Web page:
National recognition for Calmer Therapy’s support of 1000 families

A support group in Northumberland – which is helping more than a thousand families with children who have additional needs – is attracting significant national recognition as it celebrates its third birthday.

Calmer Therapy was founded by Donna Swan who decided the best way to help her young son – who had been diagnosed with autism and a range of behavioural difficulties – was to learn as much as she could about his condition, treatment and care.

In the process she became a highly qualified care worker and was employed in behavioural units where she encountered parents who were desperate to get their children home.volunteer-maddie-wilson-left-and-calmer-therapy-founder-donna-swan

“They weren’t living at home, they weren’t going to school, and some children could be there until they’re adults and go into the adult services,” said Donna, who lives in Bedlington and now has two children, both affected by autism and with additional needs.

“The reality hit me: how desperate these parents are…crying and doing anything to get their children home.”

The problem, she says, is that whilst there is support for children with autism there is a gap in provision for many – like hers – who are also affected by conditions such as Attention Deficit Hyperactivity Disorder (ADHD), Tourette’s, Obsessive Compulsive Disorder (OCD), learning disabilities and anxiety.

To attempt to fill this gap, Donna started Calmer Therapy three years ago.  It has its base in Guidepost and branches in Hexham and Berwick, with plans to extend into Cumbria and Yorkshire.  Its 50 volunteers now help more than a 1000 families.

It provides practical support, advice and training and has even started its own version of the scouts – Calmer Explorers and Calmer Adventurers – to provide outdoor learning and experiences for children of all ages.

In 2017 Donna received the Outstanding Community Award at the AKO Autism Hero Awards in London and this week she has been nominated for the Entrepreneur of Excellence (Disability) Award at the prestigious National Diversity Awards. Calmer Therapy has also been nominated for the Community Organisation (Disability) Award.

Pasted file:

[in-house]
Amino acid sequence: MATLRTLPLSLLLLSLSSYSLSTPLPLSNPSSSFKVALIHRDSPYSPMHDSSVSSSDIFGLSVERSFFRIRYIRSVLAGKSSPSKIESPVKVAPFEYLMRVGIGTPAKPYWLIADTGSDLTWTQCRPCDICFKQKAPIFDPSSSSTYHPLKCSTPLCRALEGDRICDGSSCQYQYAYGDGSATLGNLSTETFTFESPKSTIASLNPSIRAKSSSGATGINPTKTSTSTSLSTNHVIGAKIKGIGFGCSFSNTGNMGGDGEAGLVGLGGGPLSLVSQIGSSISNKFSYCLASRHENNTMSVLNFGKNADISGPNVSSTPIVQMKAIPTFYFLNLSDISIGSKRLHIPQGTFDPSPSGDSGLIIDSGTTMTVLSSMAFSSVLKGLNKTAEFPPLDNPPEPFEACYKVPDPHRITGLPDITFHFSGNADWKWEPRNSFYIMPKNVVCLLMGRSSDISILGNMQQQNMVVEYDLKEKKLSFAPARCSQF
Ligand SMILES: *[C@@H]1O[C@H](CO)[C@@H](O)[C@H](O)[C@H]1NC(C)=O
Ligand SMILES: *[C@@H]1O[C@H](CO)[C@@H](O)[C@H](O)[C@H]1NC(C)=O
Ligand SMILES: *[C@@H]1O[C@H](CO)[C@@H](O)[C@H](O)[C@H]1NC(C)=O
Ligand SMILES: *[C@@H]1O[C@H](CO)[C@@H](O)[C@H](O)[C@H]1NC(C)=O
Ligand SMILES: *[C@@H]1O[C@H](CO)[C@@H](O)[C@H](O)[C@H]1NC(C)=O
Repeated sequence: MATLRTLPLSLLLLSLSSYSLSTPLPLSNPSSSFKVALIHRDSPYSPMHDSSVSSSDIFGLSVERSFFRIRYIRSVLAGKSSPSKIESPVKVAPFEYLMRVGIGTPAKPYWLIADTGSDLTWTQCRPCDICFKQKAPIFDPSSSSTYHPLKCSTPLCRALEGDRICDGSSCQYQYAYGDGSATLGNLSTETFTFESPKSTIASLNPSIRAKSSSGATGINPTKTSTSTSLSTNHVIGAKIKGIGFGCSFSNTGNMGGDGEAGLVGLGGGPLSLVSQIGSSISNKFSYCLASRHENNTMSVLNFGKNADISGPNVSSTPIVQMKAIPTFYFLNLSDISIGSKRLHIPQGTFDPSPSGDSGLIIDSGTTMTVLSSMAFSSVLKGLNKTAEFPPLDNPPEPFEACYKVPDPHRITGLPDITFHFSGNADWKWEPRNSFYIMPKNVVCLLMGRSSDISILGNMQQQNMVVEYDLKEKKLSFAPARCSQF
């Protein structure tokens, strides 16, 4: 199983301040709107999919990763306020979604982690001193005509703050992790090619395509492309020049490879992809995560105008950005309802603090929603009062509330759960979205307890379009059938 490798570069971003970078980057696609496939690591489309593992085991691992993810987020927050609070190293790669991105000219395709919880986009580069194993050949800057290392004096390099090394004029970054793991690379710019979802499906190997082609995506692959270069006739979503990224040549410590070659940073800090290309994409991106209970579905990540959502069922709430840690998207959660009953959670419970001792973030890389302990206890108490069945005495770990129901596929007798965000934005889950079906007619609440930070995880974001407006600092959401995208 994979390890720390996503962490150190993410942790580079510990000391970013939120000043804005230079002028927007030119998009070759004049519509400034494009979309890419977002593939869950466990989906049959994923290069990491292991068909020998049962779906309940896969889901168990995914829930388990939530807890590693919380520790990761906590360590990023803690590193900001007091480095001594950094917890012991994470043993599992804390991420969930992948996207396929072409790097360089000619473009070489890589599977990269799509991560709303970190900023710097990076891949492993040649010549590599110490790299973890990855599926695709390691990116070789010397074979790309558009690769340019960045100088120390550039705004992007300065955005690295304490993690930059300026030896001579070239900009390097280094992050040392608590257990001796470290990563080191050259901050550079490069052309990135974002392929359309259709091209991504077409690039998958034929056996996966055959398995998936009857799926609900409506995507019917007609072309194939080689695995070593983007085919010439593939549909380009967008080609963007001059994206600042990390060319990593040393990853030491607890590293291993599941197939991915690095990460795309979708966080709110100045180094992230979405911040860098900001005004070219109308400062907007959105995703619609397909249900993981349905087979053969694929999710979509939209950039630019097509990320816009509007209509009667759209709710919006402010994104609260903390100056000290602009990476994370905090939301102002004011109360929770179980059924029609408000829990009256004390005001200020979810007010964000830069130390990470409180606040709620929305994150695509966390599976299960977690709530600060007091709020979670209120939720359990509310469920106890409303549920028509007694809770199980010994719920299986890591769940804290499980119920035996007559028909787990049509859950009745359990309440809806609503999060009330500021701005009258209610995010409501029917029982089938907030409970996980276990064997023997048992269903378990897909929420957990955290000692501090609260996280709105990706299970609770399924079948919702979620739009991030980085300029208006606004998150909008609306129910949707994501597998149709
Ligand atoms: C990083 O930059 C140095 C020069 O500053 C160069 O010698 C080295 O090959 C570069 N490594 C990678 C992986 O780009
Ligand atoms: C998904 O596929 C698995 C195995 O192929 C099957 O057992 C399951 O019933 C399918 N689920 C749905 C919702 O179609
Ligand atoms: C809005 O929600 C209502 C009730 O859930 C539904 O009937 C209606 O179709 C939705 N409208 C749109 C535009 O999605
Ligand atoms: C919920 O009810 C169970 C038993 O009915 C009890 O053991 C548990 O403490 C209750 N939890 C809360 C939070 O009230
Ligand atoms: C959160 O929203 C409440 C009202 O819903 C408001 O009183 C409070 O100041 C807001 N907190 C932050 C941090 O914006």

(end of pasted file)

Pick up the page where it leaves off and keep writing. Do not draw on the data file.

Despite its success, in May Calmer Therapy suffered a major setback when vandals destroyed a camp which was being used by the Calmer Explorers and Adventurers. Donna said they had found the perfect site – a patch of wooded land which they were renting from the North Seaton Colliery Community Centre.calmer-explorers-and-adventurers

Calmer Therapy volunteer Maddie Wilson from Bedlington, whose nine-year-old son has Tourette’s and additional needs, said outdoor learning had been highly beneficial. “Being outdoors was like being unplugged,” she said.  “It was a safe way to explore his anxieties – like getting dirty or playing with sticks – and gave him and the others the same opportunities as children of his age who join the scouts.”

But as they arrived one morning at the camp, the children and their parents discovered everything they had made – a bug hotel, water table and dens – had been destroyed and, because of the children’s problems with anxiety, it is impossible to go back.

Donna and her team of volunteers are now looking for a new site and hope to move in soon. Despite the incident, they remain as determined as ever to bring much needed support to families.the-aftermath-of-vandalism-at-the-calmer-therapy-camp

“What I found in Calmer Therapy was acceptance and inclusion,” said Maddie. “And actually it’s alright not to know what to do, because there’s somebody who will know.  When you have a child in mainstream school nobody else has these problems, so the teachers can’t tell you where to go – they can give you a vague idea – but there’s a six month waiting list before you can speak to somebody.”

One of the children Calmer Therapy is currently supporting was at the Ariane Grande concert in Manchester when the bomber struck. “She needs our help because she has anxiety issues.  We might only have her for a couple of months, but where would she have gone? How long would she have waited to see somebody?” said Donna.

When she was presented with the the AKO Autism Hero Award last year, Donna was described as “an amazing woman and a massive lifeline to families in Northumberland.”

She will discover if Calmer Therapy receives further national recognition of its work when the National Diversity Awards is held in Liverpool in September.

In the meantime Calmer Therapy is holding a Summer Fair to celebrate its third birthday on Saturday outside the Cherry Tree pub in Stakeford. It starts at 12pm.

For more information about Calmer Therapy, visit its website